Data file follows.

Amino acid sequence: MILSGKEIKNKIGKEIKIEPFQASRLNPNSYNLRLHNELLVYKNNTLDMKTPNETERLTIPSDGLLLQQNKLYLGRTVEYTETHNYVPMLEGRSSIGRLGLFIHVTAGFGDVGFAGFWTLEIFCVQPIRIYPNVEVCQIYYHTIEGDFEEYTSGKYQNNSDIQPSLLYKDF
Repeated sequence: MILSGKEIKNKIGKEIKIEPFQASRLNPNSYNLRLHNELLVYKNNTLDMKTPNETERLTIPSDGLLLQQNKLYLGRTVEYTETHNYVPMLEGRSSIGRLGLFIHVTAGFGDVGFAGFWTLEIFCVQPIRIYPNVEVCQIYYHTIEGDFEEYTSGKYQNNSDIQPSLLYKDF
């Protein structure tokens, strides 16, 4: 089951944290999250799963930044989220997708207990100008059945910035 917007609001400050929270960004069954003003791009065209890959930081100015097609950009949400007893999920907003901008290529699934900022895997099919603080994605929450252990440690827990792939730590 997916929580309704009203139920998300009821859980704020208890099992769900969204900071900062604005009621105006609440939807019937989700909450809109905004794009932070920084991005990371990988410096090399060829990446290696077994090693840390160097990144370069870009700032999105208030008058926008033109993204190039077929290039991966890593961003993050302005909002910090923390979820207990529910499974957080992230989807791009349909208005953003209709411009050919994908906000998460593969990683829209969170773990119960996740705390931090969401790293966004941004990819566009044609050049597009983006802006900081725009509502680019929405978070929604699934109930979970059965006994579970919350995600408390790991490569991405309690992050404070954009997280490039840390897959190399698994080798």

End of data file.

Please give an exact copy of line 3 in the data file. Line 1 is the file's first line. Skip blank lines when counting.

């Protein structure tokens, strides 16, 4: 089951944290999250799963930044989220997708207990100008059945910035 917007609001400050929270960004069954003003791009065209890959930081100015097609950009949400007893999920907003901008290529699934900022895997099919603080994605929450252990440690827990792939730590 997916929580309704009203139920998300009821859980704020208890099992769900969204900071900062604005009621105006609440939807019937989700909450809109905004794009932070920084991005990371990988410096090399060829990446290696077994090693840390160097990144370069870009700032999105208030008058926008033109993204190039077929290039991966890593961003993050302005909002910090923390979820207990529910499974957080992230989807791009349909208005953003209709411009050919994908906000998460593969990683829209969170773990119960996740705390931090969401790293966004941004990819566009044609050049597009983006802006900081725009509502680019929405978070929604699934109930979970059965006994579970919350995600408390790991490569991405309690992050404070954009997280490039840390897959190399698994080798």